Not so, says NASA.
In fact, data from the NASA's Wide-field Infrared Survey Explorer (WISE) has revised the date of the proposed collision that destroyed the Baptistina parent to about 80 million years ago. And if this is correct, the data would not only exclude Baptistina as the culprit, but also revise a number of other impacts previously associated with this asteroid family.
WISE is a NASA infrared-wavelength astronomical space telescope launched on Dec. 14, 2009. It was a replacement for the Wide Field Infrared Explorer (WIRE), which had failed within a short time of reaching orbit in March 1999.
WISE is over 1,000 times more sensitive than prior infrared space surveys in certain measurements. It was hibernated on Feb. 17 this year when its transmitter was turned off.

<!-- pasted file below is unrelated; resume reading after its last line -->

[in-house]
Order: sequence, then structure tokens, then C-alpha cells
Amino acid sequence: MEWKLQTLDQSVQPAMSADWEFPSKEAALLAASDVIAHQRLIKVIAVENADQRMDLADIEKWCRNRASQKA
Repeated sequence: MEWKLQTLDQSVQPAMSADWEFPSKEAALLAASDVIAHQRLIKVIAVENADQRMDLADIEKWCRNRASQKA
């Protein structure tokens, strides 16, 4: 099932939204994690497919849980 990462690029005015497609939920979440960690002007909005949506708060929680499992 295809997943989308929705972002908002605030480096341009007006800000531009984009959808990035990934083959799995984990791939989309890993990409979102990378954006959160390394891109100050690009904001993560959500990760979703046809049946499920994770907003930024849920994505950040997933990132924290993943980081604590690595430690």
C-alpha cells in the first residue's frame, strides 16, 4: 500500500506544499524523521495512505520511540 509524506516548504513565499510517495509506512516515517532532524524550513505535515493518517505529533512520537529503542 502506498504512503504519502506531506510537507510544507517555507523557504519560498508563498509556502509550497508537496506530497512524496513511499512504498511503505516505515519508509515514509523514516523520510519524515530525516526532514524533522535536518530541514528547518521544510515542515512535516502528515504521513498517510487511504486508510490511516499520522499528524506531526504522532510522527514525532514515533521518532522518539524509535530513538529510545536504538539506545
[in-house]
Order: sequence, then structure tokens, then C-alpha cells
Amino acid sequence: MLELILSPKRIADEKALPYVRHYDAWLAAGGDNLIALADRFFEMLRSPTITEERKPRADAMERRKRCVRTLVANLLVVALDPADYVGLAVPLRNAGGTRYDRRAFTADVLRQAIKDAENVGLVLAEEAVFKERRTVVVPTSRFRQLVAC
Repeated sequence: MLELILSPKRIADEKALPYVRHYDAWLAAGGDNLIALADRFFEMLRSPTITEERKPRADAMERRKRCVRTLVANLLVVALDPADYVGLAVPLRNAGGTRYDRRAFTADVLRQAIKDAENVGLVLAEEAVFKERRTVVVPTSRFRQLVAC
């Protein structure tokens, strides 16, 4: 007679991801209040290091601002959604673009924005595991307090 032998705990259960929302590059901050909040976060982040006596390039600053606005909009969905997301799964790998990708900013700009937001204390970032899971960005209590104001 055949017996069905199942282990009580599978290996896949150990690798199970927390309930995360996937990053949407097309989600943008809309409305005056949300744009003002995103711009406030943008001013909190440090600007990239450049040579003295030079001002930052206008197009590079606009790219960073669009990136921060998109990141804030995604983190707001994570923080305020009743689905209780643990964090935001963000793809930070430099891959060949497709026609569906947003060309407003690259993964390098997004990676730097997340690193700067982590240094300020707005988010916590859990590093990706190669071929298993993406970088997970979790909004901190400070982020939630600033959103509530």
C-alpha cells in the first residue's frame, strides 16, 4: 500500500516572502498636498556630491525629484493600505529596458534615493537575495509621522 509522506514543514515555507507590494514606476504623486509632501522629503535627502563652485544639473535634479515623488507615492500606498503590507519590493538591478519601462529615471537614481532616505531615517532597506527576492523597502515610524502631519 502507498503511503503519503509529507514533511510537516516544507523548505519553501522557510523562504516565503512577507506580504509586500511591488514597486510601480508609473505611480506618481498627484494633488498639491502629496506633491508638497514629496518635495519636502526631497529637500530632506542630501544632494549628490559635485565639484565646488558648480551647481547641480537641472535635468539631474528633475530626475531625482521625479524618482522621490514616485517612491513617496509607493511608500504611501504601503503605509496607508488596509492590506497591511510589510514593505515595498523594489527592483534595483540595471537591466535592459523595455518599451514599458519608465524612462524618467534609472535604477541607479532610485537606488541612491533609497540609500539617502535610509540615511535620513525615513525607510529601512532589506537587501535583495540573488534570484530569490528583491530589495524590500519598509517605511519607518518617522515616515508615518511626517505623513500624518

As a result of the WISE science team's investigation, the demise of the dinosaurs remains in the cold case files, said Lindley Johnson, program executive for the Near Earth Object (NEO) Observation Program at NASA Headquarters in Washington. The original calculations with visible light estimated the size and reflectivity of the Baptistina family members, leading to estimates of their age, but we now know those estimates were off. With infrared light, WISE was able to get a more accurate estimate, which throws the timing of the Baptistina theory into question.
A year of survey
According to NASA, WISE surveyed the entire celestial sky twice in infrared light between January 2010 and February 2011.
NEOWISE, commonly known as the asteroid-hunting portion of the mission, used that same data to catalogue more than 157,000 asteroids in the main belt. They also discovered more than 33,000 new ones, according to NASA.